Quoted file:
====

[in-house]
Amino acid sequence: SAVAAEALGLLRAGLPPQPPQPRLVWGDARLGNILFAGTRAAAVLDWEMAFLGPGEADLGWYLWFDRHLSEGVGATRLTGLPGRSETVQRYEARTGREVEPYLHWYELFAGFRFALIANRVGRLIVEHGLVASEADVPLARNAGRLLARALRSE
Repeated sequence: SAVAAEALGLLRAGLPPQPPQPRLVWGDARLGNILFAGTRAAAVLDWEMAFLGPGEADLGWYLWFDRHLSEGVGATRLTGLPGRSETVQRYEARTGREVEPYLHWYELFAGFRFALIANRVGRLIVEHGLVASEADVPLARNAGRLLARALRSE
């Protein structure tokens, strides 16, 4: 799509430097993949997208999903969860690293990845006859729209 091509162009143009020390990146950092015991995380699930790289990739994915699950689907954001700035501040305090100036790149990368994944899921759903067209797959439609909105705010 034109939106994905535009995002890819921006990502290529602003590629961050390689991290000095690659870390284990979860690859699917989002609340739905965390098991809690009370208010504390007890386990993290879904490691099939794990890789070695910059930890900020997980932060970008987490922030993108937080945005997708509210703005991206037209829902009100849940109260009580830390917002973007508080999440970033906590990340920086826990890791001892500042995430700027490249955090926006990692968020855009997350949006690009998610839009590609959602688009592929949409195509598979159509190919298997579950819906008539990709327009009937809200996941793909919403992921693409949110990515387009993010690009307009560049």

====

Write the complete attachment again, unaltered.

[in-house]
Amino acid sequence: SAVAAEALGLLRAGLPPQPPQPRLVWGDARLGNILFAGTRAAAVLDWEMAFLGPGEADLGWYLWFDRHLSEGVGATRLTGLPGRSETVQRYEARTGREVEPYLHWYELFAGFRFALIANRVGRLIVEHGLVASEADVPLARNAGRLLARALRSE
Repeated sequence: SAVAAEALGLLRAGLPPQPPQPRLVWGDARLGNILFAGTRAAAVLDWEMAFLGPGEADLGWYLWFDRHLSEGVGATRLTGLPGRSETVQRYEARTGREVEPYLHWYELFAGFRFALIANRVGRLIVEHGLVASEADVPLARNAGRLLARALRSE
């Protein structure tokens, strides 16, 4: 799509430097993949997208999903969860690293990845006859729209 091509162009143009020390990146950092015991995380699930790289990739994915699950689907954001700035501040305090100036790149990368994944899921759903067209797959439609909105705010 034109939106994905535009995002890819921006990502290529602003590629961050390689991290000095690659870390284990979860690859699917989002609340739905965390098991809690009370208010504390007890386990993290879904490691099939794990890789070695910059930890900020997980932060970008987490922030993108937080945005997708509210703005991206037209829902009100849940109260009580830390917002973007508080999440970033906590990340920086826990890791001892500042995430700027490249955090926006990692968020855009997350949006690009998610839009590609959602688009592929949409195509598979159509190919298997579950819906008539990709327009009937809200996941793909919403992921693409949110990515387009993010690009307009560049």